(Date:6/3/2016)... , June 3, 2016 ... Management) von Nepal ... und Lieferung hochsicherer geprägter Kennzeichen, einschließlich Personalisierung, ... führend in der Produktion und Implementierung von ... der Ausschreibung im Januar teilgenommen, aber Decatur ...
(Date:6/1/2016)... June 1, 2016 Favorable Government ... Administration and Criminal Identification to Boost Global Biometrics System ... released TechSci Research report, " Global Biometrics Market ... Forecast and Opportunities, 2011 - 2021", the global biometrics ... 2021, on account of growing security concerns across various ...
Breaking Biology News(10 mins):
(Date:6/23/2016)... - FACIT has announced the creation of a ... Propellon Therapeutics Inc. ("Propellon" or "the Company"), to ... of first-in-class WDR5 inhibitors for the treatment of ... an exciting class of therapies, possessing the potential ... patients. Substantial advances have been achieved with the ...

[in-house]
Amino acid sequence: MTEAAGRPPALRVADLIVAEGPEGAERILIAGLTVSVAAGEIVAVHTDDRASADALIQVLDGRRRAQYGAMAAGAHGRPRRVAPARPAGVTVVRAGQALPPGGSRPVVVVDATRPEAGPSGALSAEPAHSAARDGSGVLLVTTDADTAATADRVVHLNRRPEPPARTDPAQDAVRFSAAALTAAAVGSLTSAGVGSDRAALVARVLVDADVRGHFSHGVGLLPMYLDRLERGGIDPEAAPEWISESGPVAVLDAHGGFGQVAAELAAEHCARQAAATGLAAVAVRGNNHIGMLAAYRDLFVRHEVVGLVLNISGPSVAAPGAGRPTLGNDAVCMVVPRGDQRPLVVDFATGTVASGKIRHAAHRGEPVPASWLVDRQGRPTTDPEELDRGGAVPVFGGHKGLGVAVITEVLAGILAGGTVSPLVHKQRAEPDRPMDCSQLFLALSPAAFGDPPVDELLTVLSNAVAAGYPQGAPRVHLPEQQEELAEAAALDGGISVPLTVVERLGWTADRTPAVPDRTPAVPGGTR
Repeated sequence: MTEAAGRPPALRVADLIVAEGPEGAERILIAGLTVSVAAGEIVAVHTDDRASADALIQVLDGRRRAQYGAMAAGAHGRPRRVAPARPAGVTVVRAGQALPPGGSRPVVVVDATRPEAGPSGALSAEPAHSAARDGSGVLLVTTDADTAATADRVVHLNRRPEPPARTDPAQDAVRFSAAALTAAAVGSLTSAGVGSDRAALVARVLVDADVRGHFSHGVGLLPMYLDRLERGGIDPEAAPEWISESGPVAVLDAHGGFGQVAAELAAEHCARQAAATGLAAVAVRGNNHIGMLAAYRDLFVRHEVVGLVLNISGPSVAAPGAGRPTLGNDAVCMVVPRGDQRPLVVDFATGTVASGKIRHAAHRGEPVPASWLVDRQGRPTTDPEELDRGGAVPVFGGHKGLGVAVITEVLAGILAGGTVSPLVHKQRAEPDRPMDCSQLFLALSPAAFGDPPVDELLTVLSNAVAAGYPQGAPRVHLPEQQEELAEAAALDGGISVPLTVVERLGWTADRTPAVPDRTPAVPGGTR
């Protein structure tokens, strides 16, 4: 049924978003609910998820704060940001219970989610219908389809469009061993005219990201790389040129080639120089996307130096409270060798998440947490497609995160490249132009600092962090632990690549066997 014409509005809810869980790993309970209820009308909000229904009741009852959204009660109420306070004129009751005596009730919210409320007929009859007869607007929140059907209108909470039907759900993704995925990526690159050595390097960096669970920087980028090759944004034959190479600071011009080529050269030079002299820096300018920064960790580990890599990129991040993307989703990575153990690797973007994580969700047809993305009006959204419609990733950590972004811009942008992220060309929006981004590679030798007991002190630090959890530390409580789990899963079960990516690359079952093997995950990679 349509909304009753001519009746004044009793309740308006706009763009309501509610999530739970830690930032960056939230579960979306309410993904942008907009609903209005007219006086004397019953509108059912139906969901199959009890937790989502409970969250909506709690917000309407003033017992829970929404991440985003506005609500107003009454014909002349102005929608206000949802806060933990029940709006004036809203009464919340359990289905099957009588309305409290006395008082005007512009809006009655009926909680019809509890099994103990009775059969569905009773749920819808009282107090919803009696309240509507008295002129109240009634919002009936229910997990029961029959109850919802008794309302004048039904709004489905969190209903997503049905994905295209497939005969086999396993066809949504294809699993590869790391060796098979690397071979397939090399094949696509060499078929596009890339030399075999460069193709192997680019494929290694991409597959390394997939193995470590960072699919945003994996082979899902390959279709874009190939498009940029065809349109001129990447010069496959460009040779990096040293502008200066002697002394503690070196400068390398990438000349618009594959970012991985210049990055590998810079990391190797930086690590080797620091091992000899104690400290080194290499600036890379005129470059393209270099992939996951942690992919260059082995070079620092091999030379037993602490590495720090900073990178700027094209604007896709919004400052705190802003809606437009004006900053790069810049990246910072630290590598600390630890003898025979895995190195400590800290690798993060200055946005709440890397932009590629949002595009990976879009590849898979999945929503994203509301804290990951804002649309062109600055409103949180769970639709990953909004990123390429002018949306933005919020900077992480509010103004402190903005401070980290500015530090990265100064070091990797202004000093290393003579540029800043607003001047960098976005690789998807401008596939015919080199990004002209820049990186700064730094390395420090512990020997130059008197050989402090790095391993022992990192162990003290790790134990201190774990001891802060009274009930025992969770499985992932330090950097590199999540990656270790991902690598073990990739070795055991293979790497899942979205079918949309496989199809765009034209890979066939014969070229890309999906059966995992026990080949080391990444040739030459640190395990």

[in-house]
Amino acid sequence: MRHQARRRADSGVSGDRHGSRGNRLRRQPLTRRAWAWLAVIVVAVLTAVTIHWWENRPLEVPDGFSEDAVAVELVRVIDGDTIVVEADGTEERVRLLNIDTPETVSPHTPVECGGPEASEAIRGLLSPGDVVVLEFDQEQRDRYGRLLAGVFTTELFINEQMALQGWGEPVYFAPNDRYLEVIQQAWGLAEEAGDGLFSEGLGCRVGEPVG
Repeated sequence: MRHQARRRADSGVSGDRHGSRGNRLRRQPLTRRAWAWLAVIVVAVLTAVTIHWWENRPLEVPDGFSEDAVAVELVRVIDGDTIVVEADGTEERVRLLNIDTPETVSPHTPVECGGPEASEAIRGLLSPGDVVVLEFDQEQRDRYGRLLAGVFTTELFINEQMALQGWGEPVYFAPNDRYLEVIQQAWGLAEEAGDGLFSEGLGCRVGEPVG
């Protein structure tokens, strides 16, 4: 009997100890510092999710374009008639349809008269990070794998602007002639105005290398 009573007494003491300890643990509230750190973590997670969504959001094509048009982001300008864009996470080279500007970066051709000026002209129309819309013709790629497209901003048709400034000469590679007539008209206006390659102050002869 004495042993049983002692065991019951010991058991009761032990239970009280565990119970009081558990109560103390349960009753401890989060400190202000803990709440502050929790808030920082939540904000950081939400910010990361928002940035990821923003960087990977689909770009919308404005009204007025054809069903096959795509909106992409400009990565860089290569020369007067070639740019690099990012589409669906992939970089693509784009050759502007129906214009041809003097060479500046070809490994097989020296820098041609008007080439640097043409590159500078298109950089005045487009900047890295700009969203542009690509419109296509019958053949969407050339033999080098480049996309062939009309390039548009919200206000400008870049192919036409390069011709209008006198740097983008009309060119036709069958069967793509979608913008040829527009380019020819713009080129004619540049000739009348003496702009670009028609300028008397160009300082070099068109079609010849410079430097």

(Date:6/23/2016)... 2016  The Biodesign Challenge (BDC), a university competition ... harness living systems and biotechnology, announced its winning teams ... New York City . The ... projects at MoMA,s Celeste Bartos Theater during the daylong ... senior curator of architecture and design, and Suzanne ...
(Date:6/23/2016)... , June 23, 2016 Apellis Pharmaceuticals, ... 1 clinical trials of its complement C3 inhibitor, ... and multiple ascending dose studies designed to assess ... of subcutaneous injection in healthy adult volunteers. ... either as a single dose (ranging from 45 ...
(Date:6/23/2016)... Pleasant Prairie, WI (PRWEB) , ... June 23, ... ... sciences consultancy focused on quality, regulatory and technical consulting, provides a free ... webinar is presented on July 13, 2016 at 12pm CT at no charge. ...
Breaking Biology Technology: